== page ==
Thursday, March 4, 2010

Thursday, March 4th

Before introducing us to Jean Valjean, the central character of Les Miserables, author Victor Hugo details the life of Monsieur Myriel. He is “an upright man…well-read, even learned…a sage.” He is well-versed in Scripture and wise. He is respected and eloquent. He is “one of those strong, tested, and indulgent souls, where the thought is so great that it cannot be other than gentle.” This is a man who knows God.

But he also knows God. When Jean Valjean - out of prison after nineteen years with no friends, no resources, and no place to stay - needs shelter, M. Myriel takes him in. When Jean Valjean steals his silverware in the middle of the night, M. Myriel accepts this as a contribution to a poor man. And when Jean Valjean, captured by the police for this crime, is brought back to M. Myriel, the priest not only forgives him, but gives him the candlesticks as well. Then he says, “Do not forget, ever, that you have promised me to use this silver to become an honest man.” The rest of the story is Jean Valjean’s attempt to do so.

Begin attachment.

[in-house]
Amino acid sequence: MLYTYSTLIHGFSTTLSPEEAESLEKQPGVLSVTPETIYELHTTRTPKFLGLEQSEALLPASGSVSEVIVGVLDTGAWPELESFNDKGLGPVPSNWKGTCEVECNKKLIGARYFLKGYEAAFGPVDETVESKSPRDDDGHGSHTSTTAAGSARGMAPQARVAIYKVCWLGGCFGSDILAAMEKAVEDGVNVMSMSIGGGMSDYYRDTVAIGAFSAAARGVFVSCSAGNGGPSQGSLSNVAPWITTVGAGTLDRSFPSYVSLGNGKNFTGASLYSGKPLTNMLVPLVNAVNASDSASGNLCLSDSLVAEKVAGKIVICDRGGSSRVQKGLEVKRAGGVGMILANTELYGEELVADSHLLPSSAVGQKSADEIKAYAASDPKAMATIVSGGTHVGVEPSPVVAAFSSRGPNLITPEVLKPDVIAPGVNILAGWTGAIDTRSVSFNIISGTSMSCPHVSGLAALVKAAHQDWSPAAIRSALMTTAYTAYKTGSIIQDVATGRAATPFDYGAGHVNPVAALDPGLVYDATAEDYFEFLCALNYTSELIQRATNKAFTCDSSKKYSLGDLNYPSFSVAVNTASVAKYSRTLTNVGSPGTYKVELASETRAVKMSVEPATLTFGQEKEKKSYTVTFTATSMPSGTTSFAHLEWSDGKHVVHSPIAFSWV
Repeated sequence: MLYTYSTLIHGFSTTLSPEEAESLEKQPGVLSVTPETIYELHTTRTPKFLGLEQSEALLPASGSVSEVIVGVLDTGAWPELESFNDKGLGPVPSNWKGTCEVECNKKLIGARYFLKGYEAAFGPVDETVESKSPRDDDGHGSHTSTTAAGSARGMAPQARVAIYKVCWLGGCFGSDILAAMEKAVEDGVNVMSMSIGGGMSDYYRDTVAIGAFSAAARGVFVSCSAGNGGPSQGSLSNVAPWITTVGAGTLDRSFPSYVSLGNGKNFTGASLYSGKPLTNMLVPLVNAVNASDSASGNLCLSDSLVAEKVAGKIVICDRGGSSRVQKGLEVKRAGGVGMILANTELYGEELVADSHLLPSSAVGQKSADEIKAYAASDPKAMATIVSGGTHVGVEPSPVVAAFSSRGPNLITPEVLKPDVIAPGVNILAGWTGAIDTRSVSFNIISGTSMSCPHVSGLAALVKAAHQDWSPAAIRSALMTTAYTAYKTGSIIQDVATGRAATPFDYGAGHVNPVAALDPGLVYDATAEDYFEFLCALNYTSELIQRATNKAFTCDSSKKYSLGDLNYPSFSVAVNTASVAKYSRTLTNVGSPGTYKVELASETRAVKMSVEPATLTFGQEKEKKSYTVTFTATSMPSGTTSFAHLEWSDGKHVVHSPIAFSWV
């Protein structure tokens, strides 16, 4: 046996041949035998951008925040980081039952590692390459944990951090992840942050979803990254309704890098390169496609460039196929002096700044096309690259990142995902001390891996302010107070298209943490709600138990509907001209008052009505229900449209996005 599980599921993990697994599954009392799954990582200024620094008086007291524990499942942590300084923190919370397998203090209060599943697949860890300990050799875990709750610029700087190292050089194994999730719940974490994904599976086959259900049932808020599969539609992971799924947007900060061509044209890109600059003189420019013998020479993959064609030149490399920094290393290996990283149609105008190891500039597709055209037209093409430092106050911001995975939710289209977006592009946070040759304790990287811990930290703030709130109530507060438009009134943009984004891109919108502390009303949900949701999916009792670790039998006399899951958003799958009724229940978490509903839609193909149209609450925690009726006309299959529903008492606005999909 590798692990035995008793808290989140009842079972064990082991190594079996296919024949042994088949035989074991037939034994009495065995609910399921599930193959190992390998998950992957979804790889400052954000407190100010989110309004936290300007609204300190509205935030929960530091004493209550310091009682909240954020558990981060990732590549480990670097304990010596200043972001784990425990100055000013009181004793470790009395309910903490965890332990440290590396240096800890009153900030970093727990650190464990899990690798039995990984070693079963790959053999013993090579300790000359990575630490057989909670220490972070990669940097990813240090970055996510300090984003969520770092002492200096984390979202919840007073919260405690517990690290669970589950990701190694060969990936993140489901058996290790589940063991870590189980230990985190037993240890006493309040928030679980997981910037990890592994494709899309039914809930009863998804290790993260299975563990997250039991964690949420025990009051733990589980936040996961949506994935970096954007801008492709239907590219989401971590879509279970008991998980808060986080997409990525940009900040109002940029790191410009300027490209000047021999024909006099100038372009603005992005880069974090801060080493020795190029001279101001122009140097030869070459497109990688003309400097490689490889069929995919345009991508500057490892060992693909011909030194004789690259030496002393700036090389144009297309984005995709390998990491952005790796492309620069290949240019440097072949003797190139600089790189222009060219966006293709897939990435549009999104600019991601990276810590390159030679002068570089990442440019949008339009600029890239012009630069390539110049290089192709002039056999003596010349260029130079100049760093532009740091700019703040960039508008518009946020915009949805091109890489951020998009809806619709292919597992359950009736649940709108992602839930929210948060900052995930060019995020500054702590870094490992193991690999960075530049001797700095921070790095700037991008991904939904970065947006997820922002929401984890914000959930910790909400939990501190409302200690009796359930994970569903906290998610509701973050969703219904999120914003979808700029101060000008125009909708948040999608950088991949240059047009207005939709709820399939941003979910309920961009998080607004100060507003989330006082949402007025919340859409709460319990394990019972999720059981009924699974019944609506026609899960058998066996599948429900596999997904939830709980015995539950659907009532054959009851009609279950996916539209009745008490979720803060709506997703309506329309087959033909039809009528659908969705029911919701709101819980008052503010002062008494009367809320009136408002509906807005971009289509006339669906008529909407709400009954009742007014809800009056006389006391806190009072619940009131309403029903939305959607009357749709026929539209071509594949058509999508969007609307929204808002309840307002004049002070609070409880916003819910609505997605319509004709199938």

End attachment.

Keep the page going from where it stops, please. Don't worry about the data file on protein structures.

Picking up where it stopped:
M. Myriel acts in love, and changes a stranger’s life. This learned man, this eloquent priest, is also a man of heart. As Hugo writes, “He did not study God, he was dazzled by Him.”

Lord, help us to truly know you.

Jennifer Shaw

No comments:

Post a Comment

If you do not know how to leave a comment, please select "comment as" and then either "Name/URL" and type your name and webpage (if you don't have a webpage you can leave "URL" blank). Or you can select "annonymous" if you would like to omit your name. Once you do that you can type your comment in the box. Thanks.